Malaysia's new administration seeks to clean up government


The Perdana Leadership Foundation in Putrajaya, where Malaysia's newly installed Prime Minister Mahathir Mohamad is expected to hold meetings on May 14, 2018.
The Perdana Leadership Foundation in Putrajaya, where Malaysia's newly installed Prime Minister Mahathir Mohamad is expected to hold meetings on May 14, 2018.ST PHOTO: ARIFFIN JAMAR

KUALA LUMPUR - Malaysia's new administration made several leadership changes at government agencies on Monday (May 14) in pursuit of its pledge to weed out corruption and probe the previous government's dealings.

Newly-appointed Prime Minister Mahathir Mohamad got straight to work on the first day financial markets opened after Wednesday's shock election defeat of the Barisan Nasional coalition that had governed the country since its independence 60 years ago.

 

Among his first steps was to place Attorney-General (AG) Apandi Ali on leave.

"There have been a lot of complaints against the AG," said Dr Mahathir at a press conference on Monday. "On that basis we give him a holiday".

Anti-graft agency chief Dzulkifli Ahmad reportedly tendered his resignation early Monday morning, though the Malaysian Anti-Corruption Commission (MACC) later issued a statement that his contract had ended Monday and he will be returning to work at the AG's Chambers.

Later in the day, the service contract for Ministry of Finance secretary-general Irwan Serigar Abdullah was cut short to mid-June, from its original end date of March 2019, and Tan Sri Irwan was immediately reassigned to the Public Service Department.

According to a statement issued by Chief Secretary Ali Hamsa, Mr Irwan "is not allowed to conduct any duties as the secretary-general of the Treasury, Ministry of Finance and anything related to the Ministry of Finance".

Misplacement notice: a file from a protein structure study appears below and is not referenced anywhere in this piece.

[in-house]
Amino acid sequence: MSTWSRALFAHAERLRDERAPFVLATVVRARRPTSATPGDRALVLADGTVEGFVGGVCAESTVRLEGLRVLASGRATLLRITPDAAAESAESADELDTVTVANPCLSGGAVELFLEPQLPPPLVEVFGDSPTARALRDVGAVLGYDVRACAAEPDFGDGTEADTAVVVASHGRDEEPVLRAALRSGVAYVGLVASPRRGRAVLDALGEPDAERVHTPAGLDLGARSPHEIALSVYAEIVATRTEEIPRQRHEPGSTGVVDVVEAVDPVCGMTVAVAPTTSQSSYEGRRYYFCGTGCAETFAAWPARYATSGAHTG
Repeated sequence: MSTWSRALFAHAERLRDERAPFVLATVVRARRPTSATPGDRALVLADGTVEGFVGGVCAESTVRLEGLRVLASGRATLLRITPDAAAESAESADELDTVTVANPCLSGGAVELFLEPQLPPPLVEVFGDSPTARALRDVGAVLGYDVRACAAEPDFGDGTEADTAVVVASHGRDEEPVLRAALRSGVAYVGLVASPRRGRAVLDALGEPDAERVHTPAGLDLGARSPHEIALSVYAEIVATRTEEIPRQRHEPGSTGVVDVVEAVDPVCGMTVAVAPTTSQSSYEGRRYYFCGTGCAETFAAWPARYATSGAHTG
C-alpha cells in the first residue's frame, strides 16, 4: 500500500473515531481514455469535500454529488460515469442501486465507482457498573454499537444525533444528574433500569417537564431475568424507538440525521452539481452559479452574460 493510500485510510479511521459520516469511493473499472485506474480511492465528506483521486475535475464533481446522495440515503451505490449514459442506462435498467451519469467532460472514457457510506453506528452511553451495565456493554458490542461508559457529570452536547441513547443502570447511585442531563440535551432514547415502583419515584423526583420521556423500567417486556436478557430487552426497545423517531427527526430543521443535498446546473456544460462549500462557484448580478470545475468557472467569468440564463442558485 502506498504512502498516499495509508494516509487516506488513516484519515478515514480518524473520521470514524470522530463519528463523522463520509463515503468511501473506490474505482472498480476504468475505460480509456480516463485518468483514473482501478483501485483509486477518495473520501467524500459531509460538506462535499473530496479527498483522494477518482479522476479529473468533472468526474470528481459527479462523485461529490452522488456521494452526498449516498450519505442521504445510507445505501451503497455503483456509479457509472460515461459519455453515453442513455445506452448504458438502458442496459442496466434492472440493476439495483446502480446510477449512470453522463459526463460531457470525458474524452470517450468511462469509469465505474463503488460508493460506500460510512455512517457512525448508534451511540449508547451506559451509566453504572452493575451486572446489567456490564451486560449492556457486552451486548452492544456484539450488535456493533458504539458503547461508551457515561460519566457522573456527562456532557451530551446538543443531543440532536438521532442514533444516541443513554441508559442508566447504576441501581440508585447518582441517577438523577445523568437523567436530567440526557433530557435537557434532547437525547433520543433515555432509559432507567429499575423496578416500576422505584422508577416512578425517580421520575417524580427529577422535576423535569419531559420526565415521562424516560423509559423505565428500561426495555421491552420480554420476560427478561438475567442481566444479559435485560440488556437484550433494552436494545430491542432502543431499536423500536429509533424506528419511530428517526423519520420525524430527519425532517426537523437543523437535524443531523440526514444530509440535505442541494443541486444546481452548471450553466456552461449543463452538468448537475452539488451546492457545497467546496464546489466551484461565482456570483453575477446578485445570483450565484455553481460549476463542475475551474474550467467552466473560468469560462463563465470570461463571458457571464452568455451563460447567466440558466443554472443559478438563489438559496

These high-ranking civil servants are believed to be supporters of the administration led by former premier Najib Razak.

Tan Sri Apandi was appointed AG in 2015, in the midst of an ongoing probe into the 1MDB financial scandal. Datuk Seri Najib was implicated in the money laundering allegations at the state fund after RM2.6 billion (S$880 million)was found in his personal accounts. He has said the funds were a donation from the Saudi royal family and was later cleared by Mr Apandi of any wrongdoing.

Tan Sri Dzulkifli was installed a year later in Aug 2016, as chief commissioner of MACC after his predecessor Tan Sri Abu Kassim Mohamed retired early. Sources say Mr Abu Kassim will soon return to the agency.

Dr Mahathir said he'll be appointing Mr Dzulkifli's replacement as soon as Tuesday.

When asked if any senior government officials would be suspended anytime soon, Dr Mahathir said: "At the moment I need to get proper information before I can act. I can't just suspend any officer I like".

Just five days into the job, Dr Mahathir is already looking at reopening investigations into 1MDB, which at the height of the scandal, had debts of up to RM50 billion.

Dr Mahathir also hinted on Monday that his government is aware of the whereabouts of Mr Jho Low, a former consultant to 1MDB and alleged mastermind behind its missing funds. Mr Low denies any wrongdoing and has not been seen in public since 2015, but is believed to be still residing in Asia.

"There are many faults committed by the previous government. All of it will be investigated," said Dr Mahathir. "But we can't do everything in one day".